Parking

In New York, pedestrians usually seek out the sunny side of the street. In SoCal, drivers keep their eyes peeled to find a spot in the shade. What the heck do you call those silver and black mats drivers prop up against their windshield to block out the sun? Go figure.

Proximity

In SoCal you can hop in the car and be in the mountains, the beach, golf or gambling within an hour. Technically you can also do this in New York, but the Catskills are not six thousand feet high, as far as I know.  And my beloved Jersey Shore is not Malibu. And the number of accessible and affordable golf courses in SoCal dwarfs New York. And all the Indian Reservations in SoCal are less seedy than Atlantic City or the dumps in Queens.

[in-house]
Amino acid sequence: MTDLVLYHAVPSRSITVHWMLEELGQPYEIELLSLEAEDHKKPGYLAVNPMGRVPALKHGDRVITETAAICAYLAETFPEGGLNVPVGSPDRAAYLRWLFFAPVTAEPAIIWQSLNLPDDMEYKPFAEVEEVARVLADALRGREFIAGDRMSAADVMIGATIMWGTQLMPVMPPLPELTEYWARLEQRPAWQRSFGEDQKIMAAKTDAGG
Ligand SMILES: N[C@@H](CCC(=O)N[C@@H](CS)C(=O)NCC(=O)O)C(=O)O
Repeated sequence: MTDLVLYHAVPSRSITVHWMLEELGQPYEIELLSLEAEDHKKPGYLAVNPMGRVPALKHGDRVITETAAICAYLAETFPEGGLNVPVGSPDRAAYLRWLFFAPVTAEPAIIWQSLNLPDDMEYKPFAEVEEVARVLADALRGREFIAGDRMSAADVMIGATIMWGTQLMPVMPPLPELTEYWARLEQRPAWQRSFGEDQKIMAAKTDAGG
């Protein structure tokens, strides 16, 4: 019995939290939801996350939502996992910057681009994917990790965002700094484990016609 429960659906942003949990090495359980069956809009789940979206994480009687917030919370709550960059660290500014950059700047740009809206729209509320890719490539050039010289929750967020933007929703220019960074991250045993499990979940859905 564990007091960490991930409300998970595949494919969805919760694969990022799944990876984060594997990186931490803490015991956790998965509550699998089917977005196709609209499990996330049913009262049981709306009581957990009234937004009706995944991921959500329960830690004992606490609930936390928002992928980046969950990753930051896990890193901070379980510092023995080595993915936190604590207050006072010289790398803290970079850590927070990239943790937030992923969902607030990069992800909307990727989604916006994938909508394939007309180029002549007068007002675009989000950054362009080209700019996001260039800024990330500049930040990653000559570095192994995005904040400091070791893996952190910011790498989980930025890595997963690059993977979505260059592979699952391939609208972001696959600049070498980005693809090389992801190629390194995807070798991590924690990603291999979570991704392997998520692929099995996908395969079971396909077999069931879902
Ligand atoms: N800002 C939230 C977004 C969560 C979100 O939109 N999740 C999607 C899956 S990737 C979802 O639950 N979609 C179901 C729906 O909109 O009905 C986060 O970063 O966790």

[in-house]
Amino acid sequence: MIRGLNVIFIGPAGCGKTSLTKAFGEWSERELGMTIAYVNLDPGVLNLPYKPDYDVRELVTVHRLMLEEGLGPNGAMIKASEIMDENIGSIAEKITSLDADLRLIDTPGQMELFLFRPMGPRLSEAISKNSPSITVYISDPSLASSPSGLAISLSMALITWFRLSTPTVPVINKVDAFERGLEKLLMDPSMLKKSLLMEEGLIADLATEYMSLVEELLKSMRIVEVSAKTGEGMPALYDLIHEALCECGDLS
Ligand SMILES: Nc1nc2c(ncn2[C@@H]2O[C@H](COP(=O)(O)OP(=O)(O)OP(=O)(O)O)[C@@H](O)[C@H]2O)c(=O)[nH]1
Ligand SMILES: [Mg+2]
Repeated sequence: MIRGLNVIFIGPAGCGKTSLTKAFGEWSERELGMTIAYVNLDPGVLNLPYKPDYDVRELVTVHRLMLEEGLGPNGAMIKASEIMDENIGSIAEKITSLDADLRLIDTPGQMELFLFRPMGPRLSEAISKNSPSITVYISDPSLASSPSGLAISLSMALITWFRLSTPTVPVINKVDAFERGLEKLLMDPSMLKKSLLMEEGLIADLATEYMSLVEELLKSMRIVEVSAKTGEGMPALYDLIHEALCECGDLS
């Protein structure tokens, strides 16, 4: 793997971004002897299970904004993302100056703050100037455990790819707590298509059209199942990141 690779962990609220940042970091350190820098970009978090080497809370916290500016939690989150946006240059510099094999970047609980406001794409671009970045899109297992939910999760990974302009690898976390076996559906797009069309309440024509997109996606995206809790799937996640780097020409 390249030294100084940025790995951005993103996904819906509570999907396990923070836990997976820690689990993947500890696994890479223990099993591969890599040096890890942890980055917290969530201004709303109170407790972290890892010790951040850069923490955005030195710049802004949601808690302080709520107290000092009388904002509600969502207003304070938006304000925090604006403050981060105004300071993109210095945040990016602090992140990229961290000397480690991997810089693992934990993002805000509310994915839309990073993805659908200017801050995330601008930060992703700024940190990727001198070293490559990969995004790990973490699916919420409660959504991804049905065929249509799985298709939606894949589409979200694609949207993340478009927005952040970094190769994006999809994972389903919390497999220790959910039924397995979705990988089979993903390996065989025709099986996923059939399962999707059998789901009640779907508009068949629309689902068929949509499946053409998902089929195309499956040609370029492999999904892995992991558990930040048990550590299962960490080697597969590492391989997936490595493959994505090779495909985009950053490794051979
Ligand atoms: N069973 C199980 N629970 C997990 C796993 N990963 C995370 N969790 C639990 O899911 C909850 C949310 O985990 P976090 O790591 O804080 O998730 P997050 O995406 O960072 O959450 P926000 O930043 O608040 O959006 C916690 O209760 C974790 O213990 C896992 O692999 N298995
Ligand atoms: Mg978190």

Sounds like your Guy’s Guy is contemplating a move west. Maybe. But despite all of its crabbiness and dirt, there really is no place like New York. There is a passion that permeates the air, the energy and everyone you meet in the five boroughs. Hell, even the guy flipping pizza on Carmine Street dough has attitude, gravitas and a few stories to tell. I’m an East Coast guy through and through, but I do love the So Cal lifestyle and with each trip out west I find more to enjoy about it, despite things that seem weird to a New Yorker. Go figure.

Is your vibe East Coast or West Coast?

This week’s Guys’ Guys of the Week are all the people who love New York and SoCal and find the joy wherever they’re at.